Gauging Gilead's superior growth

With a myriad of life-saving drug treatments in its arsenal, this is a quality biopharmaceutical company that’s cheap compared to its peers.

Gilead is a biopharmaceutical company that focuses on the discovery, development and commercialisation of drugs primarily in the areas of HIV/AIDS, hepatitis, and oncology.

Revenues in 2013 were $US11 billion and analysts expect the company to generate total revenues in excess of $US25 billion in 2014, driven primarily by its Hepatitis C drug Sovaldi and its premier HIV franchise. Gilead will earn over $US8 a share in 2014, putting it on a forward price-earnings multiple of 12.9 times. This makes it one of the cheapest biotechnology stocks globally.

There are three growth drivers for Gilead over the next three years: the company’s best-in-class HIV treatments, global development of its HCV (Hepatitis C) drug and variants, and the recent approval of its latest cancer formulation, idelasib, for treatment of various forms of lymphoma.

Gilead was founded in 1987 and began life as a public company in 1992. Early success with its revolutionary and lifesaving treatments for HIV/AIDS – when the disease was essentially a death sentence – provided the basis for a market leading position in the treatment of HIV globally using antiretroviral therapies, some of which are in a single pill dosage.

Two of Gilead’s more recent commercial indications, Complera and Stribild, continue to gain market share. Gilead is on track to replace its legacy products that will go off patent in 2017-2021 (Viread, Truvada, and Atripla) with the TAF Quad tablet in 2016. GILD’s HIV franchise will generate an estimated $US10 billion in 2014 and is expected to grow at 20% plus to 2017.

The blockbuster drug

The main growth driver over the past 12 months has been Gilead’s blockbuster hepatitis C treatment Sovaldi (sofosbuvir). Sovaldi doesn’t just treat HCV – it cures it (in 90% of cases), has few side effects, and a once-daily dosing. Hepatitis C (HCV) is a life threatening, chronic infectious disease of the liver. Spread primarily by blood to blood contact (intravenous drug use, poorly sterilized medical equipment, and transfusions) untreated patients usually develop cirrhosis of the liver or liver cancer and will eventually require a transplant or die.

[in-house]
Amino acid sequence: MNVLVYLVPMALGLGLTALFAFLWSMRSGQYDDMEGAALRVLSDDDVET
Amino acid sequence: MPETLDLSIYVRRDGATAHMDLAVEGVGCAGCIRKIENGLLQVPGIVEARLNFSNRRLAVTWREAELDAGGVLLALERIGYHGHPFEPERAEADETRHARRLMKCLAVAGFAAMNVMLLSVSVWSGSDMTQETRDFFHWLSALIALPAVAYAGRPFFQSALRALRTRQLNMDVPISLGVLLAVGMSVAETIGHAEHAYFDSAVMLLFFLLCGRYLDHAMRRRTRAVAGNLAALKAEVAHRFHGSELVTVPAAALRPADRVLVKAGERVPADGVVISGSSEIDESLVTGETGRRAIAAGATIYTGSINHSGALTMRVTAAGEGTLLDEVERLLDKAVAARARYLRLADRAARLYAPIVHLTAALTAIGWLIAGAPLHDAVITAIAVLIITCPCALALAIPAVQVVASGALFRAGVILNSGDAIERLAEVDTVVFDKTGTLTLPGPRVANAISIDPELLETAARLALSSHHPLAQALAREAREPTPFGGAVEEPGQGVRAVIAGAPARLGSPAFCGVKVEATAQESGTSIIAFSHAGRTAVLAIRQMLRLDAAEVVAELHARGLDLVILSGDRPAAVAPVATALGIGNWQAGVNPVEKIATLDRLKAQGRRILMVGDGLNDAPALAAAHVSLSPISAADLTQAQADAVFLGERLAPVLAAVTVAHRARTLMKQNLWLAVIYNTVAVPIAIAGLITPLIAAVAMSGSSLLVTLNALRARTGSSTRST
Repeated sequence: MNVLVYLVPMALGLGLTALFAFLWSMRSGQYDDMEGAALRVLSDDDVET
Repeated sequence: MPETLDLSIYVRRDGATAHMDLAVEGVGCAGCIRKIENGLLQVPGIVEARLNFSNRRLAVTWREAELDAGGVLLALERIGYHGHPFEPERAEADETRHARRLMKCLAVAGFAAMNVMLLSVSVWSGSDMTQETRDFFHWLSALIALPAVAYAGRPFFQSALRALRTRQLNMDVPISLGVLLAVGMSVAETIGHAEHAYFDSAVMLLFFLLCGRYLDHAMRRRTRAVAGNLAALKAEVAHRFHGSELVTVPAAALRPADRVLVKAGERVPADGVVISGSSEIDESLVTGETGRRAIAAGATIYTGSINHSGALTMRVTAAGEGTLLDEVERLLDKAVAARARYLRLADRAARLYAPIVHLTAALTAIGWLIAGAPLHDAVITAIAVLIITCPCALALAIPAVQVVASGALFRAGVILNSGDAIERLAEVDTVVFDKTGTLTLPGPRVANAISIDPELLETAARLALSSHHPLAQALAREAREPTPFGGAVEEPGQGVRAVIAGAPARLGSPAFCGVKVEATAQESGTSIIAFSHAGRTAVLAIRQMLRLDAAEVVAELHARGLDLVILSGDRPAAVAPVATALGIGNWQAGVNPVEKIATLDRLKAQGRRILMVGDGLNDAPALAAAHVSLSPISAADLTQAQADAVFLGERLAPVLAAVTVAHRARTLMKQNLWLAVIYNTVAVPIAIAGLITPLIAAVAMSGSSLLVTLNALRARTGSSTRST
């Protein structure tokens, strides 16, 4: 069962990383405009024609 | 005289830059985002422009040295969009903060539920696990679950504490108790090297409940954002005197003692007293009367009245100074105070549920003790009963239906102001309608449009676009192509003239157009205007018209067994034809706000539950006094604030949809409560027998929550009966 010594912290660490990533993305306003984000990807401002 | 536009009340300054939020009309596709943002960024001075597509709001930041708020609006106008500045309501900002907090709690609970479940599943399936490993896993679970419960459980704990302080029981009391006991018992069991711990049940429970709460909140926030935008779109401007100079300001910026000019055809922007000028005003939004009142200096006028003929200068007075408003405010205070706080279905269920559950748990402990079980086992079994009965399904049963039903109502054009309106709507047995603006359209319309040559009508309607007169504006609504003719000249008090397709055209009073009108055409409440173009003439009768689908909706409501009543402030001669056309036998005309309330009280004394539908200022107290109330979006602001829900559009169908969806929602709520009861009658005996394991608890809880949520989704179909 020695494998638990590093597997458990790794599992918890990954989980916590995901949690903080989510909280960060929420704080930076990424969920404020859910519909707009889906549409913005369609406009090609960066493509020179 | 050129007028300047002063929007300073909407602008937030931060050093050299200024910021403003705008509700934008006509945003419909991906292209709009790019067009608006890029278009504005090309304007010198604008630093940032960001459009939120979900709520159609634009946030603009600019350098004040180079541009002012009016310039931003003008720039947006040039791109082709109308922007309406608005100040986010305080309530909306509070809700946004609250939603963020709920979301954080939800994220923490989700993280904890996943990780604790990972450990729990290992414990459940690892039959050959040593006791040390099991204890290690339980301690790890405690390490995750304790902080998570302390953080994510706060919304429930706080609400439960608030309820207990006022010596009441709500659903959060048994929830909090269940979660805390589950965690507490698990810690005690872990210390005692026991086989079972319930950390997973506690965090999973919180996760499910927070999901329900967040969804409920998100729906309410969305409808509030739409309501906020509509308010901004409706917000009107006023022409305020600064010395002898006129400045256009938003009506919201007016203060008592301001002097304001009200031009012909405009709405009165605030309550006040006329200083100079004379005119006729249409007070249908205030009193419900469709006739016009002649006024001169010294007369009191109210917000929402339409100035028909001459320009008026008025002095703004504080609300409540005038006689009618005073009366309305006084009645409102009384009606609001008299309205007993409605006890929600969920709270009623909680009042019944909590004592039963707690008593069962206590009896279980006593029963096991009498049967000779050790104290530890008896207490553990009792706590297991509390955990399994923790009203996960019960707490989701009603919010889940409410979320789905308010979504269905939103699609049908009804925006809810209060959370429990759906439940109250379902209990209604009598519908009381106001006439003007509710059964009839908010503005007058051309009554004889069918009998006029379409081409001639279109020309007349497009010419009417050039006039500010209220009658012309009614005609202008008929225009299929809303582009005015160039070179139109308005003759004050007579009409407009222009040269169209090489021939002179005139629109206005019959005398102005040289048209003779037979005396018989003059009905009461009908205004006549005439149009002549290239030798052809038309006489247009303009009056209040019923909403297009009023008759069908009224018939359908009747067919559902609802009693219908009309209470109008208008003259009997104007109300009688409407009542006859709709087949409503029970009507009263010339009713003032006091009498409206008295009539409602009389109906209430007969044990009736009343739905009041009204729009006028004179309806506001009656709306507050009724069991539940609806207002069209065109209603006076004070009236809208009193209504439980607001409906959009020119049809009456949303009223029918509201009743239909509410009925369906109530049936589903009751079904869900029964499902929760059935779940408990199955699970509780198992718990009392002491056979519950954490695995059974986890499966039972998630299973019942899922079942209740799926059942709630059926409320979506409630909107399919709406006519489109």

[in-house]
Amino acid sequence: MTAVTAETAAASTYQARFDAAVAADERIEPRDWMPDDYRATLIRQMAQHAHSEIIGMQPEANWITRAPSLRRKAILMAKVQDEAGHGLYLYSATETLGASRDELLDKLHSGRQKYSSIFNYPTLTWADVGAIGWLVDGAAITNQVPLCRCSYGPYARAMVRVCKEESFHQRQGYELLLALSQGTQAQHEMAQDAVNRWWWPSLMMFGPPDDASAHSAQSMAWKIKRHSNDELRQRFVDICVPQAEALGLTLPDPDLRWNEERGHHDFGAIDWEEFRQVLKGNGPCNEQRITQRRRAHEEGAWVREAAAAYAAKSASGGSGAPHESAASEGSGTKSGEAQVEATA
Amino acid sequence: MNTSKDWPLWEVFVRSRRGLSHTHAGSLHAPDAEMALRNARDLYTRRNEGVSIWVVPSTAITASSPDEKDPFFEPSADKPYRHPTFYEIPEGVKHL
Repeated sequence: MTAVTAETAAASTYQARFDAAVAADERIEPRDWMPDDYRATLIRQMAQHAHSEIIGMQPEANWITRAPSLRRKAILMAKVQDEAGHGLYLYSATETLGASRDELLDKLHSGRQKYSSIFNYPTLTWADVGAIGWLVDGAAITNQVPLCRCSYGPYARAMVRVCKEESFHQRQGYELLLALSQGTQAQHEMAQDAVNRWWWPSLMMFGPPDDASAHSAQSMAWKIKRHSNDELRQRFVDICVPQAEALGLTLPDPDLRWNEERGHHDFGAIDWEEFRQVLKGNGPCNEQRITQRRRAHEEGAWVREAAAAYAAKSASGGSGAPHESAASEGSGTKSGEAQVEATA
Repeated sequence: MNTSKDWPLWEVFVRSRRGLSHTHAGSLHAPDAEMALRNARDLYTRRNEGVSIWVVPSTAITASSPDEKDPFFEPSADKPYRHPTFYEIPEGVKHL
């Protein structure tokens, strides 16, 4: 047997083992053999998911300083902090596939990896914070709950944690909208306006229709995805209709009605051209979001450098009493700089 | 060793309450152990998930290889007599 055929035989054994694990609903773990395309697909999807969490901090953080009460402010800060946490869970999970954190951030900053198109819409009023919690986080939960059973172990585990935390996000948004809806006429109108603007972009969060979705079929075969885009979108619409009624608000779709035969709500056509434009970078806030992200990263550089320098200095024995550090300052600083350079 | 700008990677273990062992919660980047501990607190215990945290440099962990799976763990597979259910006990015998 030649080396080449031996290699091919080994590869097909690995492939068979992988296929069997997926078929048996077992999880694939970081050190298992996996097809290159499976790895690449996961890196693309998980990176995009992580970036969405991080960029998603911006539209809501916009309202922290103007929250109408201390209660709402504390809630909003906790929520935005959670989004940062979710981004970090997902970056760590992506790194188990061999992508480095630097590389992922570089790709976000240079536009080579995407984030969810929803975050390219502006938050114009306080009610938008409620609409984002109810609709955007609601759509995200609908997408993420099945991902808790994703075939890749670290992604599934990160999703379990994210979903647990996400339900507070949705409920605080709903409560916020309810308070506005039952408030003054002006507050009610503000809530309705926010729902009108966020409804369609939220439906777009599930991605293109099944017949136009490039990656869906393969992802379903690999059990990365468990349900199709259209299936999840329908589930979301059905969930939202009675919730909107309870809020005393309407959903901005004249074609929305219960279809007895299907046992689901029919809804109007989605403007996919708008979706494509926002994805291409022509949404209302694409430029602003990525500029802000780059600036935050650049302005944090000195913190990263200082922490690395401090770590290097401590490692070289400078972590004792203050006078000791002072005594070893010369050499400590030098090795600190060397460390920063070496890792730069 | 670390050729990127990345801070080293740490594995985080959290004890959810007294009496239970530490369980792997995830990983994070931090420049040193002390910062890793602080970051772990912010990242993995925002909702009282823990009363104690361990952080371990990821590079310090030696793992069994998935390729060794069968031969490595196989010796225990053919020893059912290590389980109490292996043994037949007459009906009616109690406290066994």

There are an estimated 150-200 million sufferers worldwide. Due to the efficacy of this indication, Gilead is the market leader with a 65% market share. Sales growth is phenomenal with $US139 million in 2013 (the year it was launched), $US13.3 billion estimated in 2014, $US17 billion in 2015, $US20 billion in 2016 and $US22 billion in 2017.

A $US22 billion sales number in 2017 would rank Sovaldi as the world’s best-selling drug. Lipitor (from Pfizer to treat high cholesterol) peaked at $US12 billion.

Gilead has drawn much criticism from health insurers and government officials for its pricing of Sovaldi and its variants. A 12-week regimen costs $US84,000 or roughly $US1,000 per day.

The latest variant to be approved, Harvoni (Sovaldi ledipasvir) treats Genotype 1 HCV. This type, which is the most difficult to treat and the most common, will go for $US1,050 per day or $US94,500 for a 12-week regimen (although in trials the disease was cured in only 8 weeks, making it truly cost effective).